5.26.2011

New eBook Release and Other Writerly Happenings

I haven't provided much of an update in the world of Allie (the writer) since returning from the conference.

Yes, I've epublished my book Scarlet Letters: The Tale of the Vampire Mailman on Smashwords and Amazon, but more on that in a minute.

First, I received a response from Joanna Volpe, whom I pitched on The Stargazers at the Pikes Peak Writers Conference. While it was ultimately a rejection, she was incredibly helpful in identifying areas that she thought were weak as well as the ones that were strong. She remembered me specifically from the pitch and was incredibly supportive and friendly there as well, so I'm so pleased I met her. I hope to be able to query or pitch to her again in the future, because those who have her as a representative are incredibly lucky and I'd love to be among them.



But because I've had my head buried in that story for three months nonstop working on revisions, I've decided to put it away for awhile so I can just let it (and my brain) rest. See, I've discovered something recently. It was when I cracked open Scarlet Letters to revise it last week. I hadn't looked at that particular book in the better part of a year, and as some of you might have read a few months ago, I had originally decided to shelve it permanently, giving it up for lost.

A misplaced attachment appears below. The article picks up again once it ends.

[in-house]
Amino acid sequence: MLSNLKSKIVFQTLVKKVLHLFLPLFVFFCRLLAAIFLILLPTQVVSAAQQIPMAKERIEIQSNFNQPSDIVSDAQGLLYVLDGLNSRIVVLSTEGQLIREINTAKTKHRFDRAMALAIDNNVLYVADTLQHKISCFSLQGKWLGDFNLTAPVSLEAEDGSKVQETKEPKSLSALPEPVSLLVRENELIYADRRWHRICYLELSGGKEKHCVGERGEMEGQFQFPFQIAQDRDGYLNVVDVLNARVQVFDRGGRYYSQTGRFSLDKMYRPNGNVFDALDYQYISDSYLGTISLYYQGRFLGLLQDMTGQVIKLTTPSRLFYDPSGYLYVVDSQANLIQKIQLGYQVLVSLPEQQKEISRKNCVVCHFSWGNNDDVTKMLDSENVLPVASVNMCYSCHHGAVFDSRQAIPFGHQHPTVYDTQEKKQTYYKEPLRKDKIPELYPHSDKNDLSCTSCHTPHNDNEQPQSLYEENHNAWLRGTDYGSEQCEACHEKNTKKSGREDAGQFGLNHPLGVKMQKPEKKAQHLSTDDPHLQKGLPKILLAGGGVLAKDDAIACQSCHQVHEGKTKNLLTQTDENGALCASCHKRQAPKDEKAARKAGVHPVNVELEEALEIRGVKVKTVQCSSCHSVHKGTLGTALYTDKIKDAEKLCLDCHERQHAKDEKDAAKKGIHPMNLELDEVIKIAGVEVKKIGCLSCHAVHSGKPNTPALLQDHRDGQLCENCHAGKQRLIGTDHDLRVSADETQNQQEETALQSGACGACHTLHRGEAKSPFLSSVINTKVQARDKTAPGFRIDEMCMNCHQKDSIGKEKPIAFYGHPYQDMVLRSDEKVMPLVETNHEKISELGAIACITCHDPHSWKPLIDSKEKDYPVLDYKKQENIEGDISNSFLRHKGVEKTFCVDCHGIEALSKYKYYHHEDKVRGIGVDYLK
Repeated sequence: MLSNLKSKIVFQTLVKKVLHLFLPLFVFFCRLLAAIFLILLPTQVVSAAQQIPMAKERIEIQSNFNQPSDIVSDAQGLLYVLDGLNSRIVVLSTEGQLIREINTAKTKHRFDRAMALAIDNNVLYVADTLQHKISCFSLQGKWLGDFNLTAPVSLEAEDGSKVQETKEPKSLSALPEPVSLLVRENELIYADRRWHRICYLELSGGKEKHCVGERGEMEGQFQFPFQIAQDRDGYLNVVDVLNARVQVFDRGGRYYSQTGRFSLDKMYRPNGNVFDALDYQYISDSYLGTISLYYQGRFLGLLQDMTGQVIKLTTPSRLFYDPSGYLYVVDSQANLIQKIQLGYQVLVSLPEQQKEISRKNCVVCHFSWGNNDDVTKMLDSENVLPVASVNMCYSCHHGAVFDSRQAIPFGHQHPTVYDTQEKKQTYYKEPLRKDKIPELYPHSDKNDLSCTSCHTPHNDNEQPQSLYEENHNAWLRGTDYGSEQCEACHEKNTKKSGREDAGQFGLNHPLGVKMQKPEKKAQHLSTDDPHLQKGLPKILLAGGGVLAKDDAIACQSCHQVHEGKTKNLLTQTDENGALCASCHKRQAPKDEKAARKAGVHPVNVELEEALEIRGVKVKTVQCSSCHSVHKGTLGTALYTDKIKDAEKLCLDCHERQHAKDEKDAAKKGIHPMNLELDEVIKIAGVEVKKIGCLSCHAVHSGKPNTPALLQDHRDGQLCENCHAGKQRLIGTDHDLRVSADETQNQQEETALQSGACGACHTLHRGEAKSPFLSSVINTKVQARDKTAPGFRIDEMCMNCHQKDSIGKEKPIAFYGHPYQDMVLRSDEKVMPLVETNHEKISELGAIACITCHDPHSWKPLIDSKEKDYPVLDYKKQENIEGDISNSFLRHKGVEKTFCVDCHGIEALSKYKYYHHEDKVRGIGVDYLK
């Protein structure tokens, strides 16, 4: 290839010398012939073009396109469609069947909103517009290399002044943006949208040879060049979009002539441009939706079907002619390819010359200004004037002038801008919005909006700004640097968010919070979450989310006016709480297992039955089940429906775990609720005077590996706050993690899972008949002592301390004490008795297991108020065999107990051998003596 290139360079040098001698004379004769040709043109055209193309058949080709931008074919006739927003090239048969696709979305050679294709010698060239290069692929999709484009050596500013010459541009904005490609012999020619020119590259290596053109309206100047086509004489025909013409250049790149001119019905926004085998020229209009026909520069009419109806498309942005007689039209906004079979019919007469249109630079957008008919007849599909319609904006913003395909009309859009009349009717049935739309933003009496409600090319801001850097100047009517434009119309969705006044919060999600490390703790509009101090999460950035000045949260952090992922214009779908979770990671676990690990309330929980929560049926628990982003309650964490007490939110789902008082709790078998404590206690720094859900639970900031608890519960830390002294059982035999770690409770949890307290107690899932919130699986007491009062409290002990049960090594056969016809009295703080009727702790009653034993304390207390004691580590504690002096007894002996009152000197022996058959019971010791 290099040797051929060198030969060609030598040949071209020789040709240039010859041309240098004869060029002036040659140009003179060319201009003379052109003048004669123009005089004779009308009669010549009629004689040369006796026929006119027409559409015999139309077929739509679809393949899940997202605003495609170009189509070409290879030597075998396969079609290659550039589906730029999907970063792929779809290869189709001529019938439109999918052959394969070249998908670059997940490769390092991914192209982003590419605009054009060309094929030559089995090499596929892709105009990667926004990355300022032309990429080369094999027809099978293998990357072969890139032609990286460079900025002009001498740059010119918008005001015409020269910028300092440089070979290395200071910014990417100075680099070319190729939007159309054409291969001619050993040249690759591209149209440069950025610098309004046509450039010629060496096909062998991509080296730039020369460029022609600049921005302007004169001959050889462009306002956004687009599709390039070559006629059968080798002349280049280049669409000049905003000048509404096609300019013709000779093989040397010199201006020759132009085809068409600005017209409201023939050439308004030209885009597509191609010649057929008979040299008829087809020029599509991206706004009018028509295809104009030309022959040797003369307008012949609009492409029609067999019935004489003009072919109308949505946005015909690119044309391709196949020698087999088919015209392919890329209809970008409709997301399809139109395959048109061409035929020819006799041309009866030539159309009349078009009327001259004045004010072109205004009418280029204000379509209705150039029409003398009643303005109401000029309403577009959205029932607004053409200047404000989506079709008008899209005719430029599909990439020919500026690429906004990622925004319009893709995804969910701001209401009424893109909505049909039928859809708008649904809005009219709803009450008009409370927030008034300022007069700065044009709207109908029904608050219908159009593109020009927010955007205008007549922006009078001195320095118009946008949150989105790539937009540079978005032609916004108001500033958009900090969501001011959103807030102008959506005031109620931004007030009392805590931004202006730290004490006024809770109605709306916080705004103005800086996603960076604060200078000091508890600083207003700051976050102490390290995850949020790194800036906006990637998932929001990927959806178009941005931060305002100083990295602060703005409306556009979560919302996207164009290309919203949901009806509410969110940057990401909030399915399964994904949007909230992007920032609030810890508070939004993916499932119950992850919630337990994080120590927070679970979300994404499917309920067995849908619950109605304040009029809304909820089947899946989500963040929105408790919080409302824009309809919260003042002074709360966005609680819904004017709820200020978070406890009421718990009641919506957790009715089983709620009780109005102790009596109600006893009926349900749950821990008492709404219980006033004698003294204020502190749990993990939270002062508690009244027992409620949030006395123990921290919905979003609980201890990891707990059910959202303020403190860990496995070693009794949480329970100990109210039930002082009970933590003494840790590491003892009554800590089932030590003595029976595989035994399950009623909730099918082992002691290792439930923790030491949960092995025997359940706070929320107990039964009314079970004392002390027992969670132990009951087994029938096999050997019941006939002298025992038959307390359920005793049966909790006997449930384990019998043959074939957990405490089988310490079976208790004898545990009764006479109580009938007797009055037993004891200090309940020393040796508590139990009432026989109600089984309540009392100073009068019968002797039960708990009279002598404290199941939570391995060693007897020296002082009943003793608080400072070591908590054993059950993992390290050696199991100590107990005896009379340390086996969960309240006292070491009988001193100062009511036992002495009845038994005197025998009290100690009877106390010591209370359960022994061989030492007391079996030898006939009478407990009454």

Louis Cross, hero of Scarlet Letters, through the brilliant artistry of Justin Wasson
In other words, I let the story (and the rejections it received...and really not all that many rejections, like maybe a dozen or so, which is basically nothing) defeat me. I'm more easily cowed than I think. My very supportive husband and friends (who had read the story in earlier drafts and enjoyed it, and who wouldn't just blow sunshine up my ass either) didn't agree with my decision. They thought it was a fun read and didn't want me to give up on it. My husband suggested maybe I was just feeling a little jaded by rejection and I wasn't seeing the same story everyone else was.

That stuck in my brain. After all, never has there been a better (and easier) time to self-publish. I already have a Smashwords store and a small presence on Amazon and other online bookstores. Why not bring it up to current standards, put it out there, and let the people decide? Of course, it needed a great cover, and I knew my writer/graphic designer friend Jeff Fielder was up to the task.

The act of hiring him really inspired me. It put a new sense of action and purpose into the project. It was like, "Hey, I just paid someone to help me put a real face on this book. This is for real. I need to make sure it's as good as it can possibly be so it will sell." It was no longer just a whim, but a business venture.

Another illustration by Justin Wasson
With the editing process, I put to use the great tips and lessons I'd learned about narrative voice at the conference, and I think the story really pops now. The original narrative was just so uptight and heavy (like most of my narratives unfortunately...that is my weakness as a writer). I also cut about 3000 words worth of info-dumping and other unnecessary words. On my next blog, I'll post some passages so you can see the difference. But even with the voice issues, the book was better and less simplistic than I remembered it being. It's a good book. It was time I forgave it and gave it the chance it deserved.